Spokane became an incorporated City on Nov. 29, 1881,
encompassing 1.56 square miles.
The Spokane Chamber of Commerce was incorporated.
19xx - xxx
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Greater Spokane Sports Association
The SRSC started as a committee of the Spokane Chamber of Commerce – it was called the Greater Spokane Sports Association (GSSA). It was formed essentially as a booster club to recognize and support sports programs throughout the community while providing a link between sports and the business community.
The Joe Albi Stadium was built and opened in 1950 on the site of a U.S. Army hospital.
On Saturday, November 25, 1950, Memorial Stadium was officially presented to the city by attorney Joseph A. Albi, leader of the Athletic Round Table (ART), and dedicated by Governor Arthur Langlie. The ceremonies were prior to the kickoff of the Washington–Washington State football game (now known as the Apple Cup). The rivalry game had been absent from the city for forty years, last played in Spokane in 1910.
Nicknamed the Boone Street Barn) the Spokane Coliseum was an indoor arena in the western United States, located in Spokane, Washington. Opened in late 1954, it had a seating capacity of 5,400.
After more than a year of construction, the arena was dedicated on December 3, 1954, in a program headlined by Metropolitan Opera soprano Patrice Munsel, a Spokane native. The largest crowds in its early years were for a Catholic Mass and stage shows by Lawrence Welk and Liberace, respectively.
First Youth Award Luncheon and Banquet
In partnership with the Sports Writers and Broadcasters (SWABS), the GSSA organized the first annual Youth Awards Luncheon and Banquet. In addition, the original Hall of Fame Committee was formed in 1960 to honor athletes, coaches, and contributors who brought national and regional recognition to the area.
Hall of Fame
The first class was inducted into the Hall of Fame during half-time of the WSU/Arizona football game at Albi Stadium in 1963.
Inland Northwest Sports Hall of Fame
The original Hall of Fame room was built in the old Spokane Coliseum and dedicated
May 15, 1965.
First Sports Commission
The GSSA created a business plan in 1989 to recruit and attract sports events with the goal of generating an economic impact (first Sports Commission of its kind in the State). “Momentum” (a private economic develop program) funded the plan that resulted in the hiring of staff and provided marketing monies. Momentum funding initiated what is the current Spokane Sports mission in sports development. The GSSA was managed with one full time and one part time employee and a 40-member board.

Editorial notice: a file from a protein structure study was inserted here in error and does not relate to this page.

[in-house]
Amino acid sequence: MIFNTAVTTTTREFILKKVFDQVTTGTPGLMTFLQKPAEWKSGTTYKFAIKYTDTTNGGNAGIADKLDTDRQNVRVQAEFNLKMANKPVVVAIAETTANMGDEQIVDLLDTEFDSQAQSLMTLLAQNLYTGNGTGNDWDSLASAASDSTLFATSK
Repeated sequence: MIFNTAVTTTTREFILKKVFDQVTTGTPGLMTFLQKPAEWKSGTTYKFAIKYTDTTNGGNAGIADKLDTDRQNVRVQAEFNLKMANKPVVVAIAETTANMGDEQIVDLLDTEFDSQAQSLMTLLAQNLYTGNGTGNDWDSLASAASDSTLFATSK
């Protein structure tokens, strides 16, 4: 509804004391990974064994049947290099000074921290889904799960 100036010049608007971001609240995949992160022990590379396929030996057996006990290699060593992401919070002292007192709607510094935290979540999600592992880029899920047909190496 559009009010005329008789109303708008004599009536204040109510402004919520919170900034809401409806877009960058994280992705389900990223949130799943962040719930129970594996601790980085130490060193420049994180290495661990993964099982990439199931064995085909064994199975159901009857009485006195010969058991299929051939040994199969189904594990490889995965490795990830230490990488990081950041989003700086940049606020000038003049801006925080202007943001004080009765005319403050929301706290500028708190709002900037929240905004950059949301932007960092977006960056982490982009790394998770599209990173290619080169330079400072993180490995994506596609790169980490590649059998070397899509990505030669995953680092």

Anticipating the need for an independent corporate structure for future fundraising efforts, the GSSA filed for a 501(c)(3) non-profit designation in 1989.
The First Sports Commission was established in the Northwestern states.
Discussions for a new arena to replace the Spokane Coliseum began. One factor that led to the idea included several damages to the arena, which had a leaking roof and rusted boilers. Another major issue was the size of Spokane Coliseum, which had then recently lost potential bookings from ZZ Top and New Kids on the Block due to its small size; Spokane was losing concert dates to larger venues in Pullman and Boise.
In October of 1992, Eric Sawyer is hired as the CEO.
IAll financial activities were rolled into the corporation and the
40-member board was given governance. Until that time, the GSSA was working as a committee of the Chamber.
Spokane Veterans Memorial Arena
The GSSA serves on SEACAB Committee with the objective to develop a plan to replace the Spokane Coliseum with a new Arena. Following voter approval, construction starts for a new Arena.
The GSSA developed an affiliation agreement with the Convention and Visitors Bureau, which provided administrative support, office space, and pass-through funding from their lodging tax sources (the GSSA relocated to the CVB offices).
That same year, the GSSA lobbied for the development of a 1% rental car tax for amateur sports.
It was passed by the Spokane County Commissions, which replaced Momentum funding as it was being phased out.
The GSSA restructured and became the Spokane Regional Sports Commission (SRSC). The goal was to develop a more efficient and effective board (from 40 to 15 members), strengthen the organization for additional public funding, and reflect the identity that was emerging in the industry nationwide (Sports Commissions).
SRSC works with Spokane County to study the development of Planets Ferry Sports Complex. A private fundraising effort begins, and early construction of the project starts. SRSC submits grants to the State of WA and City of Spokane Valley to complete the final phase of the project.
The new Spokane Arena opens and hosts its first major NCAA event, the D1 Women’s Volleyball Championships, and sets an attendance record.
According to a study commissioned in 1997 by the Spokane City Parks Foundation and the Athletic Round Table, the Spokane area needs at least 26 new courts, 16 of those immediately, to meet the demand for court space during peak periods. If we do nothing, participation levels will not be able to increase. There isn’t any more space available for playing, the study said. The study found that between 1990 and 1996, the number of youth volleyball teams jumped to 102 from just 10. The number of youth basketball teams over that same time period, meanwhile, jumped to 147 from 22.